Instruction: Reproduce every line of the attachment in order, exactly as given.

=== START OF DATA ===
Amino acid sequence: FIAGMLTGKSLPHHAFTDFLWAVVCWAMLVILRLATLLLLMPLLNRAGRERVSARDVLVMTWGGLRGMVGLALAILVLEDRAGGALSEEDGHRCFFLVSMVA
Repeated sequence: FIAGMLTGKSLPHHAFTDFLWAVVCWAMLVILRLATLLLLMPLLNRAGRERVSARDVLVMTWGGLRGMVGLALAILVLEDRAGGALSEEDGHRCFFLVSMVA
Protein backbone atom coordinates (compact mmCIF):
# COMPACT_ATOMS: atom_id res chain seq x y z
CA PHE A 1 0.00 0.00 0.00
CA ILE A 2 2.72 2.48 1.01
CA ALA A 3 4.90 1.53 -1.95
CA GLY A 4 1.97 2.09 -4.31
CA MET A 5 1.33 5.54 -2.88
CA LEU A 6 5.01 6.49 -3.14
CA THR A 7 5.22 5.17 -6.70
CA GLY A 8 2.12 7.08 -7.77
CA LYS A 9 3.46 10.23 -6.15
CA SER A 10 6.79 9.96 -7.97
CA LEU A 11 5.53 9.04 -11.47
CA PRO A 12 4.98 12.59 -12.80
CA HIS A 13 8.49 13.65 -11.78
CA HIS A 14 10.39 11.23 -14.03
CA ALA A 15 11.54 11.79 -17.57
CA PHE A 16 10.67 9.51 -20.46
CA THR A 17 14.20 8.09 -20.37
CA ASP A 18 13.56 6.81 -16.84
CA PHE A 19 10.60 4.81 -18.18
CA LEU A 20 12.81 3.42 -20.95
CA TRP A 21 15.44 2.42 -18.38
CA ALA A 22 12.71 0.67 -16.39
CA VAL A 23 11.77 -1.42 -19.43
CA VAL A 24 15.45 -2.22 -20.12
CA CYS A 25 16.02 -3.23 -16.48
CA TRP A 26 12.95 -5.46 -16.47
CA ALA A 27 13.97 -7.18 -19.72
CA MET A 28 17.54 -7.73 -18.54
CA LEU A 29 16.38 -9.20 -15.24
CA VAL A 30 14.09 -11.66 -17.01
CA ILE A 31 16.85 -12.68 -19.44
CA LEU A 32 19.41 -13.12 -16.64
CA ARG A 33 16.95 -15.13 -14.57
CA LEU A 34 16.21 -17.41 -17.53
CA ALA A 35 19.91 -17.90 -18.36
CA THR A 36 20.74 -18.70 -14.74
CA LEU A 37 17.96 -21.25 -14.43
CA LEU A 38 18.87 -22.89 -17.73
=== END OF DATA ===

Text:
Amino acid sequence: FIAGMLTGKSLPHHAFTDFLWAVVCWAMLVILRLATLLLLMPLLNRAGRERVSARDVLVMTWGGLRGMVGLALAILVLEDRAGGALSEEDGHRCFFLVSMVA
Repeated sequence: FIAGMLTGKSLPHHAFTDFLWAVVCWAMLVILRLATLLLLMPLLNRAGRERVSARDVLVMTWGGLRGMVGLALAILVLEDRAGGALSEEDGHRCFFLVSMVA
Protein backbone atom coordinates (compact mmCIF):
# COMPACT_ATOMS: atom_id res chain seq x y z
CA PHE A 1 0.00 0.00 0.00
CA ILE A 2 2.72 2.48 1.01
CA ALA A 3 4.90 1.53 -1.95
CA GLY A 4 1.97 2.09 -4.31
CA MET A 5 1.33 5.54 -2.88
CA LEU A 6 5.01 6.49 -3.14
CA THR A 7 5.22 5.17 -6.70
CA GLY A 8 2.12 7.08 -7.77
CA LYS A 9 3.46 10.23 -6.15
CA SER A 10 6.79 9.96 -7.97
CA LEU A 11 5.53 9.04 -11.47
CA PRO A 12 4.98 12.59 -12.80
CA HIS A 13 8.49 13.65 -11.78
CA HIS A 14 10.39 11.23 -14.03
CA ALA A 15 11.54 11.79 -17.57
CA PHE A 16 10.67 9.51 -20.46
CA THR A 17 14.20 8.09 -20.37
CA ASP A 18 13.56 6.81 -16.84
CA PHE A 19 10.60 4.81 -18.18
CA LEU A 20 12.81 3.42 -20.95
CA TRP A 21 15.44 2.42 -18.38
CA ALA A 22 12.71 0.67 -16.39
CA VAL A 23 11.77 -1.42 -19.43
CA VAL A 24 15.45 -2.22 -20.12
CA CYS A 25 16.02 -3.23 -16.48
CA TRP A 26 12.95 -5.46 -16.47
CA ALA A 27 13.97 -7.18 -19.72
CA MET A 28 17.54 -7.73 -18.54
CA LEU A 29 16.38 -9.20 -15.24
CA VAL A 30 14.09 -11.66 -17.01
CA ILE A 31 16.85 -12.68 -19.44
CA LEU A 32 19.41 -13.12 -16.64
CA ARG A 33 16.95 -15.13 -14.57
CA LEU A 34 16.21 -17.41 -17.53
CA ALA A 35 19.91 -17.90 -18.36
CA THR A 36 20.74 -18.70 -14.74
CA LEU A 37 17.96 -21.25 -14.43
CA LEU A 38 18.87 -22.89 -17.73